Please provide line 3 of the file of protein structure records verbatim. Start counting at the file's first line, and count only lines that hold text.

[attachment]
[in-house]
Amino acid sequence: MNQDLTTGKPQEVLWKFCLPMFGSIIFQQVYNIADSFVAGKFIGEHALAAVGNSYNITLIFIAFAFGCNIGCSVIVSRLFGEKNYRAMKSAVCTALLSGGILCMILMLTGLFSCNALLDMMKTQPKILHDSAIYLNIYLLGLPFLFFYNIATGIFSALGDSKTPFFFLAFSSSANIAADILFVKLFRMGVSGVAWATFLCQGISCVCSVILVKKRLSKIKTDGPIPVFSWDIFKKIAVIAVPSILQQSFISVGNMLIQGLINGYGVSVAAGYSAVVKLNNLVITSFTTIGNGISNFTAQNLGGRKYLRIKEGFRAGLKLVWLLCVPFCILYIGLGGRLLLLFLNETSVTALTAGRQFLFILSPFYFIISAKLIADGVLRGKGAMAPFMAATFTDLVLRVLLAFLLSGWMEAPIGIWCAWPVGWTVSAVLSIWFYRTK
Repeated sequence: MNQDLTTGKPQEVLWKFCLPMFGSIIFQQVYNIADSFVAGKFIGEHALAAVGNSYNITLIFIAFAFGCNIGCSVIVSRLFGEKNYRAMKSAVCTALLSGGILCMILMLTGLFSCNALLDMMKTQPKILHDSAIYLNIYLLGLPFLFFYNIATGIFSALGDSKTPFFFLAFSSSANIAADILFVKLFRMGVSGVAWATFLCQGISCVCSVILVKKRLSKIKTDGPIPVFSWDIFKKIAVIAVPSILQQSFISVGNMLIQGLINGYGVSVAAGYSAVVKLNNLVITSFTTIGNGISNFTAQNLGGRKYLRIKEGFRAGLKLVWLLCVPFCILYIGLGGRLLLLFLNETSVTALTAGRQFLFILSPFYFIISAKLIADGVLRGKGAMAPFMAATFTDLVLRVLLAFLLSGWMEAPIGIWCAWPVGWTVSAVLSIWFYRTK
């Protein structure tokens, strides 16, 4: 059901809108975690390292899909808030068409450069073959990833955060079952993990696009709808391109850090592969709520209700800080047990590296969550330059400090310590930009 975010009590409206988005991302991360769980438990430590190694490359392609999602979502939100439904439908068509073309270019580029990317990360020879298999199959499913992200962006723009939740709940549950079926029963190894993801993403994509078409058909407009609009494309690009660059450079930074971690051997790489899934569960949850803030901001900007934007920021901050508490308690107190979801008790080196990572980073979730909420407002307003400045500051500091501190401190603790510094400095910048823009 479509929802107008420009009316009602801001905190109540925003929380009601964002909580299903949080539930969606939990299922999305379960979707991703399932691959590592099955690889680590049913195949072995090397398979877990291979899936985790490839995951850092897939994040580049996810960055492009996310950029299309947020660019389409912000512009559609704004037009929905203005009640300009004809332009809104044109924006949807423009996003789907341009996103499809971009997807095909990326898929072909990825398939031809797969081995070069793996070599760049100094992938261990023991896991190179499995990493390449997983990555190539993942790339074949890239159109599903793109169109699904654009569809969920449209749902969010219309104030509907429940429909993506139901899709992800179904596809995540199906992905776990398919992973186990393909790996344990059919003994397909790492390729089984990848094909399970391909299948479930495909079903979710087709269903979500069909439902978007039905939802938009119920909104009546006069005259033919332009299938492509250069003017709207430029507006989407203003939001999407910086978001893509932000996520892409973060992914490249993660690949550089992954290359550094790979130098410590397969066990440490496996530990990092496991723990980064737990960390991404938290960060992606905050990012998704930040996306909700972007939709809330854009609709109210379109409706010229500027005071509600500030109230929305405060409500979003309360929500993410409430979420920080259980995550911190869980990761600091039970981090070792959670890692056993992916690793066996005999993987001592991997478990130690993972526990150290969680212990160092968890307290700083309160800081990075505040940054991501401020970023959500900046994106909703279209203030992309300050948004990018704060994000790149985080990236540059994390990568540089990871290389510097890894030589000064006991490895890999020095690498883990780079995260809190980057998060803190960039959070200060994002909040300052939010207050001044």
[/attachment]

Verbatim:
Repeated sequence: MNQDLTTGKPQEVLWKFCLPMFGSIIFQQVYNIADSFVAGKFIGEHALAAVGNSYNITLIFIAFAFGCNIGCSVIVSRLFGEKNYRAMKSAVCTALLSGGILCMILMLTGLFSCNALLDMMKTQPKILHDSAIYLNIYLLGLPFLFFYNIATGIFSALGDSKTPFFFLAFSSSANIAADILFVKLFRMGVSGVAWATFLCQGISCVCSVILVKKRLSKIKTDGPIPVFSWDIFKKIAVIAVPSILQQSFISVGNMLIQGLINGYGVSVAAGYSAVVKLNNLVITSFTTIGNGISNFTAQNLGGRKYLRIKEGFRAGLKLVWLLCVPFCILYIGLGGRLLLLFLNETSVTALTAGRQFLFILSPFYFIISAKLIADGVLRGKGAMAPFMAATFTDLVLRVLLAFLLSGWMEAPIGIWCAWPVGWTVSAVLSIWFYRTK